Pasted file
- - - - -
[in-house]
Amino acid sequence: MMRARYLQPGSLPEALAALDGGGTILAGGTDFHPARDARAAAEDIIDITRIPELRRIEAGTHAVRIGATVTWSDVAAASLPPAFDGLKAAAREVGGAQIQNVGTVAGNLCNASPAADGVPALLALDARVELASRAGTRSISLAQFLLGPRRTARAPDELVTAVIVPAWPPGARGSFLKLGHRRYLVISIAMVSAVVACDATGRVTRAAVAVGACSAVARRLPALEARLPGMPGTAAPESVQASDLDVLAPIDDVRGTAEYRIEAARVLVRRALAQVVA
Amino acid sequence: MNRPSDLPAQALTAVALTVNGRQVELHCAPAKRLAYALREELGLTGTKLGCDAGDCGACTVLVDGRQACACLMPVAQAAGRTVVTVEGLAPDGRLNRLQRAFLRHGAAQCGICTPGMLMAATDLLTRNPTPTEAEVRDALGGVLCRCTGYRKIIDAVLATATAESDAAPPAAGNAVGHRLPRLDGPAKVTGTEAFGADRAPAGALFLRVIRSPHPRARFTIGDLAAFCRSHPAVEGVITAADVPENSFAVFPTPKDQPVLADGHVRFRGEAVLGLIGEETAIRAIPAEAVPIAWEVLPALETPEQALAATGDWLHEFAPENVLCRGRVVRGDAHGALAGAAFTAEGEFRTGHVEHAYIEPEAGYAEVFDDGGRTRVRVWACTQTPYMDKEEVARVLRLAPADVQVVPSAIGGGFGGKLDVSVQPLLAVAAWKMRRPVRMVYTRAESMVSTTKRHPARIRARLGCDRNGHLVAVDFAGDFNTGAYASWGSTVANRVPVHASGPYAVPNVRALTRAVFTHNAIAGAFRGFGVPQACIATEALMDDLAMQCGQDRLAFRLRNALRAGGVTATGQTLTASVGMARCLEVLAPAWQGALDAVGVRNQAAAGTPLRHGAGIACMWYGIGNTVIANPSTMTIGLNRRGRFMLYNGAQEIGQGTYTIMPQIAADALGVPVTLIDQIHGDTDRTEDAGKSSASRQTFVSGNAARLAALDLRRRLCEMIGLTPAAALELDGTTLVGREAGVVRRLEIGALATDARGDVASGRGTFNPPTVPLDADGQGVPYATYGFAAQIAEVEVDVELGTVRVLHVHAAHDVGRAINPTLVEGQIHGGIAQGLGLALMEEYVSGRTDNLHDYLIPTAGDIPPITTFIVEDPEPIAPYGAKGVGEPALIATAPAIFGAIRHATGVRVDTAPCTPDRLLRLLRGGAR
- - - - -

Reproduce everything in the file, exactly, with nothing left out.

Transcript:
[in-house]
Amino acid sequence: MMRARYLQPGSLPEALAALDGGGTILAGGTDFHPARDARAAAEDIIDITRIPELRRIEAGTHAVRIGATVTWSDVAAASLPPAFDGLKAAAREVGGAQIQNVGTVAGNLCNASPAADGVPALLALDARVELASRAGTRSISLAQFLLGPRRTARAPDELVTAVIVPAWPPGARGSFLKLGHRRYLVISIAMVSAVVACDATGRVTRAAVAVGACSAVARRLPALEARLPGMPGTAAPESVQASDLDVLAPIDDVRGTAEYRIEAARVLVRRALAQVVA
Amino acid sequence: MNRPSDLPAQALTAVALTVNGRQVELHCAPAKRLAYALREELGLTGTKLGCDAGDCGACTVLVDGRQACACLMPVAQAAGRTVVTVEGLAPDGRLNRLQRAFLRHGAAQCGICTPGMLMAATDLLTRNPTPTEAEVRDALGGVLCRCTGYRKIIDAVLATATAESDAAPPAAGNAVGHRLPRLDGPAKVTGTEAFGADRAPAGALFLRVIRSPHPRARFTIGDLAAFCRSHPAVEGVITAADVPENSFAVFPTPKDQPVLADGHVRFRGEAVLGLIGEETAIRAIPAEAVPIAWEVLPALETPEQALAATGDWLHEFAPENVLCRGRVVRGDAHGALAGAAFTAEGEFRTGHVEHAYIEPEAGYAEVFDDGGRTRVRVWACTQTPYMDKEEVARVLRLAPADVQVVPSAIGGGFGGKLDVSVQPLLAVAAWKMRRPVRMVYTRAESMVSTTKRHPARIRARLGCDRNGHLVAVDFAGDFNTGAYASWGSTVANRVPVHASGPYAVPNVRALTRAVFTHNAIAGAFRGFGVPQACIATEALMDDLAMQCGQDRLAFRLRNALRAGGVTATGQTLTASVGMARCLEVLAPAWQGALDAVGVRNQAAAGTPLRHGAGIACMWYGIGNTVIANPSTMTIGLNRRGRFMLYNGAQEIGQGTYTIMPQIAADALGVPVTLIDQIHGDTDRTEDAGKSSASRQTFVSGNAARLAALDLRRRLCEMIGLTPAAALELDGTTLVGREAGVVRRLEIGALATDARGDVASGRGTFNPPTVPLDADGQGVPYATYGFAAQIAEVEVDVELGTVRVLHVHAAHDVGRAINPTLVEGQIHGGIAQGLGLALMEEYVSGRTDNLHDYLIPTAGDIPPITTFIVEDPEPIAPYGAKGVGEPALIATAPAIFGAIRHATGVRVDTAPCTPDRLLRLLRGGAR